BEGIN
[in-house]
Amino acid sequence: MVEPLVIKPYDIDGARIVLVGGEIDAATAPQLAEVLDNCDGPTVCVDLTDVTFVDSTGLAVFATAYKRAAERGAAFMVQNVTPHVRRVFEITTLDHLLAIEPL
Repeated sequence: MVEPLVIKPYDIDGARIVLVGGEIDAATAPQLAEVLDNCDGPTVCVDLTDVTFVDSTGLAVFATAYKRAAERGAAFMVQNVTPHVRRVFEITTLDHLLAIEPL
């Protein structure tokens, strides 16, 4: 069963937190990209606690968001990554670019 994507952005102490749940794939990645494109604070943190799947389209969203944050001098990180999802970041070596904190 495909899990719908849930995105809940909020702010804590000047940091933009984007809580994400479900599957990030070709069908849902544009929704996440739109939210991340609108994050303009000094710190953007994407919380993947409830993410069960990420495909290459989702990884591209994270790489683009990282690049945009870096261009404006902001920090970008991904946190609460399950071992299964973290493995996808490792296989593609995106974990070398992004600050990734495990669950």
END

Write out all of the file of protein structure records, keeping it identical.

[in-house]
Amino acid sequence: MVEPLVIKPYDIDGARIVLVGGEIDAATAPQLAEVLDNCDGPTVCVDLTDVTFVDSTGLAVFATAYKRAAERGAAFMVQNVTPHVRRVFEITTLDHLLAIEPL
Repeated sequence: MVEPLVIKPYDIDGARIVLVGGEIDAATAPQLAEVLDNCDGPTVCVDLTDVTFVDSTGLAVFATAYKRAAERGAAFMVQNVTPHVRRVFEITTLDHLLAIEPL
């Protein structure tokens, strides 16, 4: 069963937190990209606690968001990554670019 994507952005102490749940794939990645494109604070943190799947389209969203944050001098990180999802970041070596904190 495909899990719908849930995105809940909020702010804590000047940091933009984007809580994400479900599957990030070709069908849902544009929704996440739109939210991340609108994050303009000094710190953007994407919380993947409830993410069960990420495909290459989702990884591209994270790489683009990282690049945009870096261009404006902001920090970008991904946190609460399950071992299964973290493995996808490792296989593609995106974990070398992004600050990734495990669950």